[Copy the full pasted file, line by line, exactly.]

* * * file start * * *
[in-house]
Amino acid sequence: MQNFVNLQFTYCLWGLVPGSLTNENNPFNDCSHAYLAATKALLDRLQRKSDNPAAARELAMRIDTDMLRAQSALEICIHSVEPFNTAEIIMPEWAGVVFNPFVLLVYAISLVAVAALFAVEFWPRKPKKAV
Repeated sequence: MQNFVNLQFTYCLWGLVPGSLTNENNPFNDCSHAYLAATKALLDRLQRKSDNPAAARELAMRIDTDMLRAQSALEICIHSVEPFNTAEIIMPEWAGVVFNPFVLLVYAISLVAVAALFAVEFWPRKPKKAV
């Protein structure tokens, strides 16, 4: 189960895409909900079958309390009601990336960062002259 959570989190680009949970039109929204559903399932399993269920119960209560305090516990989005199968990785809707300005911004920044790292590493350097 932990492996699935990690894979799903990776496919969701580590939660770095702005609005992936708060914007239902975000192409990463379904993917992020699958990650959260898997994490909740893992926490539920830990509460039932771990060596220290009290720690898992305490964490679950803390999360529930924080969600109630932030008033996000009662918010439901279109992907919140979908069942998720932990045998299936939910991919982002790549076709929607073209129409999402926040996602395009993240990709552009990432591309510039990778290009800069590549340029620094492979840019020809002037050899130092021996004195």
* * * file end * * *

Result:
[in-house]
Amino acid sequence: MQNFVNLQFTYCLWGLVPGSLTNENNPFNDCSHAYLAATKALLDRLQRKSDNPAAARELAMRIDTDMLRAQSALEICIHSVEPFNTAEIIMPEWAGVVFNPFVLLVYAISLVAVAALFAVEFWPRKPKKAV
Repeated sequence: MQNFVNLQFTYCLWGLVPGSLTNENNPFNDCSHAYLAATKALLDRLQRKSDNPAAARELAMRIDTDMLRAQSALEICIHSVEPFNTAEIIMPEWAGVVFNPFVLLVYAISLVAVAALFAVEFWPRKPKKAV
């Protein structure tokens, strides 16, 4: 189960895409909900079958309390009601990336960062002259 959570989190680009949970039109929204559903399932399993269920119960209560305090516990989005199968990785809707300005911004920044790292590493350097 932990492996699935990690894979799903990776496919969701580590939660770095702005609005992936708060914007239902975000192409990463379904993917992020699958990650959260898997994490909740893992926490539920830990509460039932771990060596220290009290720690898992305490964490679950803390999360529930924080969600109630932030008033996000009662918010439901279109992907919140979908069942998720932990045998299936939910991919982002790549076709929607073209129409999402926040996602395009993240990709552009990432591309510039990778290009800069590549340029620094492979840019020809002037050899130092021996004195």